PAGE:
More seriously, Young's Trinity says, "We three spoke ourself into human existence as the Son of God" (p. 99), an apparent confusion of the distinct personages within the Trinity."In him [Jesus] we [the Father and the Spirit] are now fully human" (p. 192). This is totally contrary to what the Bible teaches. The baby Jesus was incarnated in the womb of a virgin, by the miraculous intervention of the Holy Spirit (Matt. 1:20; Lk. 1:34-35). The Spirit of God did not become a human being, nor did the Father. This is ridiculous. But there is more.

Elousia (representing God the Father) is scarred as though she had been crucified (p. 95), and she says, "We were there together" (p. 96). Thus there is a denial of the separation of the Father from the Sin-bearer on the cross. The prophet Habakkuk says of God, "You are of purer eyes than to behold evil, and cannot look on wickedness" (Hab. 1:13). And a holy God could not look upon His Son, when He was charged with all the world's sins. But for Young, the agonized cry of Christ from Calvary, "My God, My God, why have You forsaken Me?" (Matt. 27:46) is explained away as being how Jesus "felt" at the time (p. 96).

The claim is made, "Although he [Jesus] is also fully God, he has never drawn upon his nature as God to do anything" (p. 99), along with the strong implication that all human beings can do just as Jesus did. "Jesus, as a human being, had no power within himself to heal anyone" (p. 100). But what does the Bible tell us? That when the woman who touched the hem of His robe in faith was healed, the Lord Jesus knew "that power had gone out of Him" (Mk. 5:30). It was His power that healed her. Compare Lk. 6:19, "Power went out from Him and healed them all."

Theologian Albert Mohler suggests that Young's "Jesus" is actually closer to the Mormon view of Christ as simply a highly advanced human. It is true that there are mysteries here, as to the interaction of Persons of the Trinity in what Christ accomplished. But the three Persons of the one God must be kept distinct--as the Bible reveals them to be. And as for the Son of God, He repeatedly did things that demonstrated His deity.

In Young's story, the Son of God is made to appear awkward and bumbling. As Papa (Elousia) is preparing a meal, "Jesus" drops a large bowl of batter that slops all over. Elousia calls him "greasy fingers" (p. 105), and he is labeled "clumsy" by Sarayu (p. 104). (Can you picture the Spirit of God saying such a thing–the One whose present mission, according to Christ, is to "glorify Me," Jn. 16:14?). But Mack is awed to see how forgiving the others are of the accident. "He knew that it didn't matter whose fault it was...that a dish that had been planned would not be shared." So, is this a deity with a "fault," and One whose plans are thwarted by a mistake made by the Son of God?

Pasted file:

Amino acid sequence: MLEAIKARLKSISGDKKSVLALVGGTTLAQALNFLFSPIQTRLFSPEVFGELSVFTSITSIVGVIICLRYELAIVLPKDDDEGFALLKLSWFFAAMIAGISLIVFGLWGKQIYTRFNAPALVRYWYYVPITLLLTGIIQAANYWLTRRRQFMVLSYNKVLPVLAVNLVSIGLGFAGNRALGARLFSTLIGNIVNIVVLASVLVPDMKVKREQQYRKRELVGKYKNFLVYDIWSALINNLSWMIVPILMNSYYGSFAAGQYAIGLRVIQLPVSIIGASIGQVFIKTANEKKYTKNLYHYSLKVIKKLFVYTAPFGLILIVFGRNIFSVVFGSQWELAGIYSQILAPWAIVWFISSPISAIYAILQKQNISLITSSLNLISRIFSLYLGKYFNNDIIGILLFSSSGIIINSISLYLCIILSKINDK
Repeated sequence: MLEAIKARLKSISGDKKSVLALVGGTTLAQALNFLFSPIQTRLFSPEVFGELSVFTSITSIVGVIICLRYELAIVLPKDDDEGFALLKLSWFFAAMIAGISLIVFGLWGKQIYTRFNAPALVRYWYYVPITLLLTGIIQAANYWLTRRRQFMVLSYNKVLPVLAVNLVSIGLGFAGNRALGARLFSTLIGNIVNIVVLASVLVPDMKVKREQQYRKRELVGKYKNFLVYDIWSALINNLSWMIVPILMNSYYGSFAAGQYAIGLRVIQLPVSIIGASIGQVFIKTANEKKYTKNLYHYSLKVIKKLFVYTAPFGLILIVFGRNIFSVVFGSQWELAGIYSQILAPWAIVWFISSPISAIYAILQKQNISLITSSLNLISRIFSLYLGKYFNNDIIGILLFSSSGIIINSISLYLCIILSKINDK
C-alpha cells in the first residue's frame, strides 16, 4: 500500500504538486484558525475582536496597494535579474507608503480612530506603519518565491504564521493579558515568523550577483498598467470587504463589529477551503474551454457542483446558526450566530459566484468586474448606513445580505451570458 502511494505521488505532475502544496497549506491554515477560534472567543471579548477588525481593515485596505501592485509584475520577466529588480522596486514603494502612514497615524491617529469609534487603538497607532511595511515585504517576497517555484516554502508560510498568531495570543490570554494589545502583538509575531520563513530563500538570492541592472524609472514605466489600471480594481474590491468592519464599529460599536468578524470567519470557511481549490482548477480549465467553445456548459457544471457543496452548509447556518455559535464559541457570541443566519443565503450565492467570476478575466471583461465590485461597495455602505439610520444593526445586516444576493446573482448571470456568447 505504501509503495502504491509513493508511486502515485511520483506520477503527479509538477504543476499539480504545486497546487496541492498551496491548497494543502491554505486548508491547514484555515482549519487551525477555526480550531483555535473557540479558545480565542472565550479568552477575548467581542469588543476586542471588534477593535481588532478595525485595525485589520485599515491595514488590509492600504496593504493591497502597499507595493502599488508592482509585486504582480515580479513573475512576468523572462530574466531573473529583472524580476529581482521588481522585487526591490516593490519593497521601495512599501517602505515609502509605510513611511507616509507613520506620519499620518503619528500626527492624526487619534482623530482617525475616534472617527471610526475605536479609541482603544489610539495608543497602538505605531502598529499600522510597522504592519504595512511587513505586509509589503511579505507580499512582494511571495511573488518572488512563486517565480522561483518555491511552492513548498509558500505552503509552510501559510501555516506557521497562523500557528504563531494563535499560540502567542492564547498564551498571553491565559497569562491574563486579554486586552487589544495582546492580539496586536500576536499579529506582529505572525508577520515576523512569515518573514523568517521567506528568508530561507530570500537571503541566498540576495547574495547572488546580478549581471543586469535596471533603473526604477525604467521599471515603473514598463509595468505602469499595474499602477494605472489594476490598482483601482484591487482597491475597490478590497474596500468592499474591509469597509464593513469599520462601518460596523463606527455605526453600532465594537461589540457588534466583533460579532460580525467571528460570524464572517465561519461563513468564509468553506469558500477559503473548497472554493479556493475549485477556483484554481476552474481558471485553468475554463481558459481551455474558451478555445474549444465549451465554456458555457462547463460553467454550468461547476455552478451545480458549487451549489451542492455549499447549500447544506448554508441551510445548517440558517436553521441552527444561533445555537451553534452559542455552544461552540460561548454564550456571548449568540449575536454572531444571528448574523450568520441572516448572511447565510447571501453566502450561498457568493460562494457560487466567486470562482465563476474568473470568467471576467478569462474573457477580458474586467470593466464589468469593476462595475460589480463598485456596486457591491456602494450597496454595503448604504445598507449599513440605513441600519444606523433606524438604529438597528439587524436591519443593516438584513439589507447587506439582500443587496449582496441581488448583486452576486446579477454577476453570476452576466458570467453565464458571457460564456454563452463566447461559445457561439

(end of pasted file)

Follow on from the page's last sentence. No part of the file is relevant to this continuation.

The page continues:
"We have limited ourselves out of respect for you" (p. 106), says Young's God. Looking at the stars, "Jesus" remarks that he created the universe "before the Word became flesh. So even though I created this, I see it now as a human. And I must say, it is impressive!" (p. 109). And when Mack and "Jesus" see a trout in the lake, the latter says, "I've been trying to catch him for weeks" (p. 176). Here we have a very limited Lord indeed! Whereas, in the Bible, Christ is quite able to catch fish for Himself, and help His disciples catch them in abundance (Jn. 21:1-11).

Young's deity also tells us, "Creation has been taken down a very different path than we desired" (p. 123). "Taken" by whom? Yes, there is God's permissive will involved in the fall of man. But focusing on this fails to reckon with the mysterious intertwining of God's sovereignty and man's free will. Somehow, all of our choices operate within the foreknowledge and absolute sovereignty of Almighty God. He was not taken by surprise at man's sinful folly. In fact, Christ was "the Lamb slain from the foundation of the world" (Rev. 13:8). That is the path God "desired" from the beginning, and He followed it, in His own infinite wisdom, for His great glory. "Known to God from eternity are all His works" (Acts 15:18; cf. Rom. 11:36; Eph. 1:4, 7; I Pet. 1:18-20).

Mack asks if one member of the Trinity is "more the boss than the other two" (p. 121). Listening to that, "Jesus" says, "I haven't a clue what this man is talking about." Papa is likewise confused and mystified. "I have been trying to make head or tail out of it, but sorry. He's got me lost" (p. 122.) How is that for a limiting of the omniscient God? Instead, David confesses, "O Lord, You have searched me and known me. You know my sitting down and my rising up; You understand my thought afar off" (Ps. 139:1-2). The Lord Jesus also shows this awareness and comprehension of man's inmost thoughts (Matt. 9:4; Lk. 9:47; Jn. 2:24-25; I Cor. 4:5).